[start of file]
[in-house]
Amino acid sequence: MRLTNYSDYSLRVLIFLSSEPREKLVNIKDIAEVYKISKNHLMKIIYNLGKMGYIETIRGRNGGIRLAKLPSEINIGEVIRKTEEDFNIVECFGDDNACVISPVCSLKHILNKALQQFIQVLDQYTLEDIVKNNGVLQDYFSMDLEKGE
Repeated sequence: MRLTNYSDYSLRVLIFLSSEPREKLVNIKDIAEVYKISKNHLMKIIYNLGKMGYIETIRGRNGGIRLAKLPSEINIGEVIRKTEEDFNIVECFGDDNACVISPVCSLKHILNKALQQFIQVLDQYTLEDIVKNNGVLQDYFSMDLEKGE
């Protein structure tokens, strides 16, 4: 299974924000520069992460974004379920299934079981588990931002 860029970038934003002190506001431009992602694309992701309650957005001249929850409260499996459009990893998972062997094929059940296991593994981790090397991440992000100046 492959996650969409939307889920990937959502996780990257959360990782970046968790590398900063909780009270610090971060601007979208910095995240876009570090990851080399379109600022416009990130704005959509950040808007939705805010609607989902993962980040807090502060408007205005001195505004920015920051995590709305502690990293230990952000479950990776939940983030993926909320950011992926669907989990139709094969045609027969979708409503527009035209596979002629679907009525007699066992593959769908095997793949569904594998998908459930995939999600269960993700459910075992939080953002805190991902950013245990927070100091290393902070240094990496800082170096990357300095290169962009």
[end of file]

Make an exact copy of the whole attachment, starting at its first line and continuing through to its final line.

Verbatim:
[in-house]
Amino acid sequence: MRLTNYSDYSLRVLIFLSSEPREKLVNIKDIAEVYKISKNHLMKIIYNLGKMGYIETIRGRNGGIRLAKLPSEINIGEVIRKTEEDFNIVECFGDDNACVISPVCSLKHILNKALQQFIQVLDQYTLEDIVKNNGVLQDYFSMDLEKGE
Repeated sequence: MRLTNYSDYSLRVLIFLSSEPREKLVNIKDIAEVYKISKNHLMKIIYNLGKMGYIETIRGRNGGIRLAKLPSEINIGEVIRKTEEDFNIVECFGDDNACVISPVCSLKHILNKALQQFIQVLDQYTLEDIVKNNGVLQDYFSMDLEKGE
């Protein structure tokens, strides 16, 4: 299974924000520069992460974004379920299934079981588990931002 860029970038934003002190506001431009992602694309992701309650957005001249929850409260499996459009990893998972062997094929059940296991593994981790090397991440992000100046 492959996650969409939307889920990937959502996780990257959360990782970046968790590398900063909780009270610090971060601007979208910095995240876009570090990851080399379109600022416009990130704005959509950040808007939705805010609607989902993962980040807090502060408007205005001195505004920015920051995590709305502690990293230990952000479950990776939940983030993926909320950011992926669907989990139709094969045609027969979708409503527009035209596979002629679907009525007699066992593959769908095997793949569904594998998908459930995939999600269960993700459910075992939080953002805190991902950013245990927070100091290393902070240094990496800082170096990357300095290169962009």